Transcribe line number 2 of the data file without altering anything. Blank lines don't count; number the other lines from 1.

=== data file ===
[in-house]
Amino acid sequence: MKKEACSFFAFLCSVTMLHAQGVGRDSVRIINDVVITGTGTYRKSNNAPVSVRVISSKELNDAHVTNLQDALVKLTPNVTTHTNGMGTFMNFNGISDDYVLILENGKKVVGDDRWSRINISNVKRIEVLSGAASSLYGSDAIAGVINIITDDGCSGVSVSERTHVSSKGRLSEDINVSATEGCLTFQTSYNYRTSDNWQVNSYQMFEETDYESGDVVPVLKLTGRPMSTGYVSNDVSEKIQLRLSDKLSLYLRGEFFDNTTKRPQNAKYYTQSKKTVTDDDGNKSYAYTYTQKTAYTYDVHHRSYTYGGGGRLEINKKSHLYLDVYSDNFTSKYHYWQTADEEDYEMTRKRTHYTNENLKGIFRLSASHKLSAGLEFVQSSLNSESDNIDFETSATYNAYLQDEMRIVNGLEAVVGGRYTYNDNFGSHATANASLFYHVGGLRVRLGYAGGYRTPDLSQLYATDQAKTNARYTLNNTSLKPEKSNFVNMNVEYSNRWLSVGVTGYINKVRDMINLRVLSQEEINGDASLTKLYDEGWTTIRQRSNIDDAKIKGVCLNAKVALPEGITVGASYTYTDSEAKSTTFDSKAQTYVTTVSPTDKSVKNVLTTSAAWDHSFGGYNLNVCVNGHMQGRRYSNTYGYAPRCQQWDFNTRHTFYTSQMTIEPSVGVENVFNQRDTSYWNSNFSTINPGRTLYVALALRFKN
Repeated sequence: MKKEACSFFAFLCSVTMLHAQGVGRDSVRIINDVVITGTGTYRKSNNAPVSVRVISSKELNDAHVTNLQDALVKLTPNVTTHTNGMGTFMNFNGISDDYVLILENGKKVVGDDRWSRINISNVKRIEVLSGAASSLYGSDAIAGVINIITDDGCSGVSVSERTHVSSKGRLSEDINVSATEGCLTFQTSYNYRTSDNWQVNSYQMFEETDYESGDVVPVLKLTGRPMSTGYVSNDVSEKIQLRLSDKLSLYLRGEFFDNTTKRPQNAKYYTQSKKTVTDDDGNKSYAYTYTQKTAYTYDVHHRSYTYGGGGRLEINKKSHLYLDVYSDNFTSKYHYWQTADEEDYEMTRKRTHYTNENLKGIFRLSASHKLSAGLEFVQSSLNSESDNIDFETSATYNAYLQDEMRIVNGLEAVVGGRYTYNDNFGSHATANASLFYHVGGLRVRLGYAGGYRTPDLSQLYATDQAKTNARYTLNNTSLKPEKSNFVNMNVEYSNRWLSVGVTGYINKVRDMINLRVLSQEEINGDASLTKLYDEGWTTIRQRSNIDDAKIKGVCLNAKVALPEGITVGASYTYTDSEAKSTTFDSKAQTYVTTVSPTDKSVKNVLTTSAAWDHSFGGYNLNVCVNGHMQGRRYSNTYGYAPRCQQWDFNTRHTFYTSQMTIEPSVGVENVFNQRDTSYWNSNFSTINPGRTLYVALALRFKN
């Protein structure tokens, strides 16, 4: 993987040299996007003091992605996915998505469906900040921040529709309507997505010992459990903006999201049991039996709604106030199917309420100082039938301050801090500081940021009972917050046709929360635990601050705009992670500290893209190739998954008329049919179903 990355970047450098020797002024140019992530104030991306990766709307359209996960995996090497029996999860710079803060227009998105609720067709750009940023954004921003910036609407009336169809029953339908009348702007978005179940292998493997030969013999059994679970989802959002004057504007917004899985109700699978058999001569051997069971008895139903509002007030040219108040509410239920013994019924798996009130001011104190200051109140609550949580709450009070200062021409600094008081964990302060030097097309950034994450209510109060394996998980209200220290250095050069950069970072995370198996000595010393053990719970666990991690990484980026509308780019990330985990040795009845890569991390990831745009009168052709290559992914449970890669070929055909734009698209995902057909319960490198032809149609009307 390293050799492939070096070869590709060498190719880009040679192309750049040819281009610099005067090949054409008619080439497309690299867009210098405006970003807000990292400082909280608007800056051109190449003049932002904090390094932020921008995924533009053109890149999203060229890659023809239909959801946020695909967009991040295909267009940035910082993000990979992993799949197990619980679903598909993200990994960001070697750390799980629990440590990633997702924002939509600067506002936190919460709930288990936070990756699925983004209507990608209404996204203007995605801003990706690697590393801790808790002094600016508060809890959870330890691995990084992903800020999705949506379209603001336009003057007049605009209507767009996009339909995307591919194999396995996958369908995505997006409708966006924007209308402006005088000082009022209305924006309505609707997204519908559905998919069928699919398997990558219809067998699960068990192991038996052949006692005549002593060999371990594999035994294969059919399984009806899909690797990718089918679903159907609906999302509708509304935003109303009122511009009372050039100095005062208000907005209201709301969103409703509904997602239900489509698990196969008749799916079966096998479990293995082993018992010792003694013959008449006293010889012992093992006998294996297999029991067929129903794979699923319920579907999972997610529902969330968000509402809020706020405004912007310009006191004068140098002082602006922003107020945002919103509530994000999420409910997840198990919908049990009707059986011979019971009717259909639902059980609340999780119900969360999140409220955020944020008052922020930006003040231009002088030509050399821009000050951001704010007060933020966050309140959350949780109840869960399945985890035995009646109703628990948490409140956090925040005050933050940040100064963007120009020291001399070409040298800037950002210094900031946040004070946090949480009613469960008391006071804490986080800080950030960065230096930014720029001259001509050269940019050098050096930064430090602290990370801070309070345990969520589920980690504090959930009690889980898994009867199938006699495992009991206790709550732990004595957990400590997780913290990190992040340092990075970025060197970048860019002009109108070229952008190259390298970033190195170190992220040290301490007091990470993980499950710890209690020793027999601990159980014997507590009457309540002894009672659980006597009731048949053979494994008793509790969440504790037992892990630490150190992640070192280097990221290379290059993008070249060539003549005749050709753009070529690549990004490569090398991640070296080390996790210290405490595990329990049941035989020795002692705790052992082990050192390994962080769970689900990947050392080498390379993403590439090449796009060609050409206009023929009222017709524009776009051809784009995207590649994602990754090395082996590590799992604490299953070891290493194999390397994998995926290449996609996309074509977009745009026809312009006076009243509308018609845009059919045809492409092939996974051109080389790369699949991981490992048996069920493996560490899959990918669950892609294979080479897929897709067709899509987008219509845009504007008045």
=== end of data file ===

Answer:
Amino acid sequence: MKKEACSFFAFLCSVTMLHAQGVGRDSVRIINDVVITGTGTYRKSNNAPVSVRVISSKELNDAHVTNLQDALVKLTPNVTTHTNGMGTFMNFNGISDDYVLILENGKKVVGDDRWSRINISNVKRIEVLSGAASSLYGSDAIAGVINIITDDGCSGVSVSERTHVSSKGRLSEDINVSATEGCLTFQTSYNYRTSDNWQVNSYQMFEETDYESGDVVPVLKLTGRPMSTGYVSNDVSEKIQLRLSDKLSLYLRGEFFDNTTKRPQNAKYYTQSKKTVTDDDGNKSYAYTYTQKTAYTYDVHHRSYTYGGGGRLEINKKSHLYLDVYSDNFTSKYHYWQTADEEDYEMTRKRTHYTNENLKGIFRLSASHKLSAGLEFVQSSLNSESDNIDFETSATYNAYLQDEMRIVNGLEAVVGGRYTYNDNFGSHATANASLFYHVGGLRVRLGYAGGYRTPDLSQLYATDQAKTNARYTLNNTSLKPEKSNFVNMNVEYSNRWLSVGVTGYINKVRDMINLRVLSQEEINGDASLTKLYDEGWTTIRQRSNIDDAKIKGVCLNAKVALPEGITVGASYTYTDSEAKSTTFDSKAQTYVTTVSPTDKSVKNVLTTSAAWDHSFGGYNLNVCVNGHMQGRRYSNTYGYAPRCQQWDFNTRHTFYTSQMTIEPSVGVENVFNQRDTSYWNSNFSTINPGRTLYVALALRFKN